The Swedish Gene Therapy Company CombiGene aims to complete its preclinical program for the epilepsy project CG01 this year, in order to begin studies in humans in 2022. In this transitional phase, CombiGene has accelerated its recruitment process to occupy several key positions. BioStock has spoken with the newly recruited CMC expert Martin Linhult who, with his long experience of bringing pharmaceuticals to the market, will primarily focus on the manufacturing process of CG01.
Drug development is a complicated and time-consuming process where the basic research leads to a product idea, then comes the preclinical research and proven proof-of-concept, followed by safety evaluations and a functioning manufacturing process of drug substance. Only then can studies in humans begin. An additional challenge is that the longer the projects advance, the more capital is required.
CombiGene’s epilepsy project
The gene therapy company CombiGene has come a long way in the first parts of this process, especially in 2020. In 2022, the company intends to start the first in-human studies, but first, the last preclinical steps must be completed. The drug candidate CG01 is intended to be injected into the brain of patients with drug-resistant focal epilepsy, the most common form of epilepsy in adult epileptics.
Overall, 2020 turned out well on several parameters for CombiGene. On the capital front, the company received a third payment from the EU program Horizon 2020, which means that EUR 2.85 million of the total EUR 3.36 million allocated to the company has now been invested in CombiGene’s epilepsy project. In April, a rights issue of SEK 26.3 million and a directed issue of SEK 4 million provided additional capital. A private placement of SEK 15.5 million was also made to the Dutch life science investor Nyenburgh Holding.
»All in all, these are several smaller as well as larger milestones that are of crucial importance to the company as we approach the first study in humans« – Martin Linhult, CMC-expert CombiGene
In August, the exercise of TO 3 warrants was nearly fully subscribed, which added SEK 17.7 million. In November, the company’s two remaining warrants (TO4 and TO5), were exercised at almost 100 per cent, which added SEK 25 million to the company. Emission costs are to be deducted from all above amounts.
In addition, Associate Professor David Woldbye, one of the company’s scientific founders, presented the results of CombiGene’s preclinical pharmacokinetics study, the company’s preclinical learning and memory study and the preclinical tropism study. All studies were performed with CG01 with a positive result.
The company also finalised its production platform to be able to produce materials for all final studies, which, in addition to the aforementioned financing, means that another critical component of the company’s development plan has been accomplished.
New recruitments will fill key positions
On December 14, CombiGene announced that it has begun the process of strengthening the company’s competencies through new recruitments to fill up key positions for the upcoming development stages. The first of these new employees is Martin Linhult who holds a PhD in molecular biology and a Master’s degree in chemical engineering from KTH. BioStock contacted Martin, who will be the company’s CMC (Chemistry, Manufacturing and Controls) expert, to find out more about what he will bring to the company.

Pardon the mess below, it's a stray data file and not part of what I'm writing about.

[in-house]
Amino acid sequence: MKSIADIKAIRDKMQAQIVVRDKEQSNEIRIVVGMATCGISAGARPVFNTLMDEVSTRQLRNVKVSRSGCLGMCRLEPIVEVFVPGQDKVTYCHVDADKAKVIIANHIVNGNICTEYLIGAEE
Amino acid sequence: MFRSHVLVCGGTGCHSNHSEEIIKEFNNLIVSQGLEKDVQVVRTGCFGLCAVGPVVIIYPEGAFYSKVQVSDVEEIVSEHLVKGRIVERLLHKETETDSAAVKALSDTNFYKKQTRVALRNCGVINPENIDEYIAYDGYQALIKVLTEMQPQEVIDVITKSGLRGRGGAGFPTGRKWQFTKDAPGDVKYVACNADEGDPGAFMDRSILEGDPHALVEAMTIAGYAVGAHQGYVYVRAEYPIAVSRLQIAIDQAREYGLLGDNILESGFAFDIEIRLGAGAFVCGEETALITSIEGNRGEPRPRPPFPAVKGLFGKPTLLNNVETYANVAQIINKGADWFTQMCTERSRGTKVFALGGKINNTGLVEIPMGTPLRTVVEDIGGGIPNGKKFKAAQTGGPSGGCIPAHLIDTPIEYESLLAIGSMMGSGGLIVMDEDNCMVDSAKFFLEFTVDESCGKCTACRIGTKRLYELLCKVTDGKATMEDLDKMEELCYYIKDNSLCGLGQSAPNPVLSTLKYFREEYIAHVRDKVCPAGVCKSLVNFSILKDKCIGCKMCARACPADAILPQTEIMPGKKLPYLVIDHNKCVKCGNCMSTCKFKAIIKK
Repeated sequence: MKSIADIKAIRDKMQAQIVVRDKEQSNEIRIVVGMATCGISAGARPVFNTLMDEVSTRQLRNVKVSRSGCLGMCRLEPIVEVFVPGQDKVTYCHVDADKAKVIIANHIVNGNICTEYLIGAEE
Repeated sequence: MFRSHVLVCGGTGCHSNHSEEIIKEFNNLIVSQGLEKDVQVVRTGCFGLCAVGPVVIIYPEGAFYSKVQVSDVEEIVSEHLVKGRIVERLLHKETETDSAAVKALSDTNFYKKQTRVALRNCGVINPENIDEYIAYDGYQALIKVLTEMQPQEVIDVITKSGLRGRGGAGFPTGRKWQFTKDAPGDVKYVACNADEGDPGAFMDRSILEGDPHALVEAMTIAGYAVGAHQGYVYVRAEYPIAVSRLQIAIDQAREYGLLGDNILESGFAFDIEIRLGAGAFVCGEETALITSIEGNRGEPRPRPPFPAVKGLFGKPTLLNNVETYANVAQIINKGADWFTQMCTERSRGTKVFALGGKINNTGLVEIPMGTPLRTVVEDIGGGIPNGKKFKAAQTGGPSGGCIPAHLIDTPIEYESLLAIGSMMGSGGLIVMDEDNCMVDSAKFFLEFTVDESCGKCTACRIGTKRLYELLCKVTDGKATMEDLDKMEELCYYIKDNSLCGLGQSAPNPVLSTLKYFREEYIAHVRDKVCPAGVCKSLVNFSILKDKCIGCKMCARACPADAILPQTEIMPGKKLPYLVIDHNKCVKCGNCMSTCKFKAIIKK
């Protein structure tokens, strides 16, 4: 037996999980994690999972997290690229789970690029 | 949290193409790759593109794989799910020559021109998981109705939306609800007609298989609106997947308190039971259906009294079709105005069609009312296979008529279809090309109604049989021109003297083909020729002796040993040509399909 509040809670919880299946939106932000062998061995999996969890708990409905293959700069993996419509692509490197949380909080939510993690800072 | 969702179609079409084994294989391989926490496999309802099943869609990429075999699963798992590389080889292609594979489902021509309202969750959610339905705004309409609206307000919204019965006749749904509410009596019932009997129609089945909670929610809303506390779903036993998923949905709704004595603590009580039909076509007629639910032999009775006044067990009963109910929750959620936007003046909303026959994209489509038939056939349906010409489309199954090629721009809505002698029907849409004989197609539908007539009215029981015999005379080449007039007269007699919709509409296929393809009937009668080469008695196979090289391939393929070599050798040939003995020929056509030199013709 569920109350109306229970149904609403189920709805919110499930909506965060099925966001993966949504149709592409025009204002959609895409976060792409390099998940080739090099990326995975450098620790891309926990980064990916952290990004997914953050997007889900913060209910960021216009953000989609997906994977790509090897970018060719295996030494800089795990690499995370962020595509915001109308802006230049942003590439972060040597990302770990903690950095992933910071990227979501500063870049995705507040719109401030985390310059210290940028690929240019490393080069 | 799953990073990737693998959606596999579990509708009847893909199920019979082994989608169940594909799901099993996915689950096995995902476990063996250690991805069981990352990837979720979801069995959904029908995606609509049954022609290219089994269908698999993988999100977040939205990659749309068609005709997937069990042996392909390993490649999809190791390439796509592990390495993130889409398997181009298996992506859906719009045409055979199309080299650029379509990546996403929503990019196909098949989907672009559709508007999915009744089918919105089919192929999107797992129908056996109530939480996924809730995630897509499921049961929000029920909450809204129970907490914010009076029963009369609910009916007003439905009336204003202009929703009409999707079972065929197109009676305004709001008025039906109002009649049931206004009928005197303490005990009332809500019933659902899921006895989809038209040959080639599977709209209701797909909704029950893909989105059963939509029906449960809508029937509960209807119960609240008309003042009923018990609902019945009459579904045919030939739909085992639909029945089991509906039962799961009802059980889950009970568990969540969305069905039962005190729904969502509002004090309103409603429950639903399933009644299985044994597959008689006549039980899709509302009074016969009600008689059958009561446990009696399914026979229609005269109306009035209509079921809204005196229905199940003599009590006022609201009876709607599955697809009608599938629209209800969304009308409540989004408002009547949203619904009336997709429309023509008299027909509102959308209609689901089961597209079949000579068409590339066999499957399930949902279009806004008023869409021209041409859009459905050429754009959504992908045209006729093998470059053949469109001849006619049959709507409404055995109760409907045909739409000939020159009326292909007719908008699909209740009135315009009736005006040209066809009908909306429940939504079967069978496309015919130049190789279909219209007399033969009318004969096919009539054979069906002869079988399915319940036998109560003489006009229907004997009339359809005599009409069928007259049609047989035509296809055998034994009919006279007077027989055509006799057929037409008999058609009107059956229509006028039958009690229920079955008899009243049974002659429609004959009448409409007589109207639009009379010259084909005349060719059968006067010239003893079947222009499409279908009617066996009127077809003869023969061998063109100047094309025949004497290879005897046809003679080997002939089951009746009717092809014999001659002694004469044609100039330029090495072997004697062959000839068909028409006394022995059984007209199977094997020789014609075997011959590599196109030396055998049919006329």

Martin Linhult, you have extensive experience from the pharmaceutical industry, can you tell us a little about your professional background and how you will primarily use this knowledge and network of contacts in your new role?
– Before CombiGene, I worked at Chiesi as CMC project manager within Biologics for two and a half years and before that I worked at Octapharma with their recombinant FVIII product Nuwiq for 14 years. I have worked as an engineer, manager and project manager and hope that my knowledge will contribute to CG01’s manufacturing process being robust and safe. I will also be involved in the manufacturing process of CGT2 at an early stage.
What attracted you to become the company’s CMC expert?
– What made the choice easy for me, is that gene therapy has opened up for completely new possibilities for the treatment of diseases that currently lack treatment options. Being part of the exciting development of a technology that is groundbreaking will thus be very stimulating. I also have great team chemistry with my colleagues at CombiGene.
What will be your main tasks at CombiGene?
– To ensure that CombiGene’s production method conforms to the absolute highest standards, through close contact with our manufacturer Viralgen, our regulatory consultants and pharmaceutical authorities.
Finally, what are your hopes for 2021?
– To learn more about gene therapy and to prepare the CMC part so that clinical trials can start according to plan in 2022. In 2021, I hope that we can communicate that the preclinical studies, in particular the biodistribution and toxicology studies, have been completed with a positive outcome. Within the lipodystrophy project CGT2, where, as I said, I am involved in the manufacturing process itself, it would be exciting if we could announce the choice of a drug candidate.
– All in all, these are several smaller as well as larger milestones that are of crucial importance to the company as we approach the first study in humans.
The content of BioStock’s news and analyses is independent but the work of BioStock is to a certain degree financed by life science companies. The above article concerns a company from which BioStock has received financing.